Francis Barker NATO Survival Button Compass
When your life depends on it you need the best!
Built to Military specifications and in-service worldwide, the Francis Barker NATO Survival Button Compass out performs all
other miniature compasses in the most extreme situations.
The small size of this compass makes it perfect for a survival kit, or it can be sewn into your clothes.
In extreme circumstances it can be safely swallowed.
The compass can be viewed in the dark with two luminous dots for North and one luminous dot for South.
The NATO Survival Compass is made in the United Kingdom entirely of brass and glass, and is highly resistant to corrosion.
Each compass is built to full military specifications, making it able to perform in the harshest of operational scenarios.
This quality compass has a Niva tipped brass pivot for low friction and accurate headings over the wide operating temperature range of -40°C to +55°C.
This "brass button" compass is a standard NATO inventory item, NSN 6605 99 522 0223, as specified by the British Army.
Whether on your watchstrap, in your survival kit, weapon butt or sewn into your shirt, the Francis Barker NATO Survival Compass will get you home.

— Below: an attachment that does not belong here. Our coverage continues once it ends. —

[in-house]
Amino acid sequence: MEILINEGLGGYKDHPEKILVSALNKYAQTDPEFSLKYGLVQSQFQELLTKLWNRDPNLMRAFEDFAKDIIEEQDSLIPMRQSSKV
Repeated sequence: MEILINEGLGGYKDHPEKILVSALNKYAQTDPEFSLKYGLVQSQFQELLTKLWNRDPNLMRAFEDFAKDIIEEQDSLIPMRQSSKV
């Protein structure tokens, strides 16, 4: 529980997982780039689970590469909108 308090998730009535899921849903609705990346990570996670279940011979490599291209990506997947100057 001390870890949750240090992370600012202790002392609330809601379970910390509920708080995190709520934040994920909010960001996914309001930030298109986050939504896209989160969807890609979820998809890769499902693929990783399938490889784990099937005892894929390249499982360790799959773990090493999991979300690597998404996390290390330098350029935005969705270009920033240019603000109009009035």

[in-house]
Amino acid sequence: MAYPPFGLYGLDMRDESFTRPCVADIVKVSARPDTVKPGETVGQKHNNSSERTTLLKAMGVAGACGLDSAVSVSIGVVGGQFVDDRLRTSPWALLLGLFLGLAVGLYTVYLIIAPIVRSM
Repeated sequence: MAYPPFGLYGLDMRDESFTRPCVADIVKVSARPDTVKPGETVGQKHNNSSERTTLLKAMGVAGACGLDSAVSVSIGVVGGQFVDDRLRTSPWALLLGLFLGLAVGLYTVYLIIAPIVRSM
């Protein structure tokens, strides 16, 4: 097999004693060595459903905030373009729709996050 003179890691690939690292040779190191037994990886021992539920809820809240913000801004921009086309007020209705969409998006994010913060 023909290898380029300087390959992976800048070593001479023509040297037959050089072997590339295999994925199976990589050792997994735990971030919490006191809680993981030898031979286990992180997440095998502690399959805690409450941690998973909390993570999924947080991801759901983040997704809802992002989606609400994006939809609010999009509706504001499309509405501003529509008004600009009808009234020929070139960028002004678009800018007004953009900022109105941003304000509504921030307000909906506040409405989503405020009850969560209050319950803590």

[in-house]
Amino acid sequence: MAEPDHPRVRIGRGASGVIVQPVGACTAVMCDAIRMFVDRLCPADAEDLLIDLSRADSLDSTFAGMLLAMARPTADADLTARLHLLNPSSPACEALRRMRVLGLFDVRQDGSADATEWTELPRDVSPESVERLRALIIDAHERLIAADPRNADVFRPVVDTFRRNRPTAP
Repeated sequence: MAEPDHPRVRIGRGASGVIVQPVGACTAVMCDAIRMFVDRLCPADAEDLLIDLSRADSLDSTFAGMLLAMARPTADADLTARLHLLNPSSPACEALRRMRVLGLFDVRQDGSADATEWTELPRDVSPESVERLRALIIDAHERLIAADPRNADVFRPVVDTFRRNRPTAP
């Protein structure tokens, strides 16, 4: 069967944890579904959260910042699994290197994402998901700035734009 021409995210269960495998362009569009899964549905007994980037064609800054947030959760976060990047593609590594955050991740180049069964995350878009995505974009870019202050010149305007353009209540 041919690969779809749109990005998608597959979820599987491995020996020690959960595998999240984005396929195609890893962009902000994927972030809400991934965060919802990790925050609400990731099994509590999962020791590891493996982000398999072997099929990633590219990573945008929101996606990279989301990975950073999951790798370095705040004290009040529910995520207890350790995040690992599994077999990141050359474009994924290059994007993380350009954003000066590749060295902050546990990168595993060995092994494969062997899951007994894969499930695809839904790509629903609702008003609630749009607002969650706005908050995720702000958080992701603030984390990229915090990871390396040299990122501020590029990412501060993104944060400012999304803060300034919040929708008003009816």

In World War II, these Francis Barker Survival Compasses were even swallowed by military pilots during capture so that they could later
be used during escape.
This SAS button compass was also often sewn into clothes to prevent its loss and to ensure a compass was always available.
This is a full MILSPEC military compass and cannot be exported outside the United States, except for U.S. military units or installations overseas,
unless the buyer has the appropriate valid export license issued by the U.S. Department of State
as prescribed in the International Traffic in Arms Regulation.
The Francis Barker NATO Survival Button Compass is only 0.597 inches (15.2 mm) in diameter, 0.210 inches (5.4 mm) thick, and weighs only 0.10 ounces (2.9 grams).
The Francis Barker NATO Survival Button Compass sells for just $75.00.
We also have two Small Aluminum Project Compasses, two
Brass Survival Button Compasses, and
calibrated Francis Barker Mil-Spec Prismatic Handheld Compasses.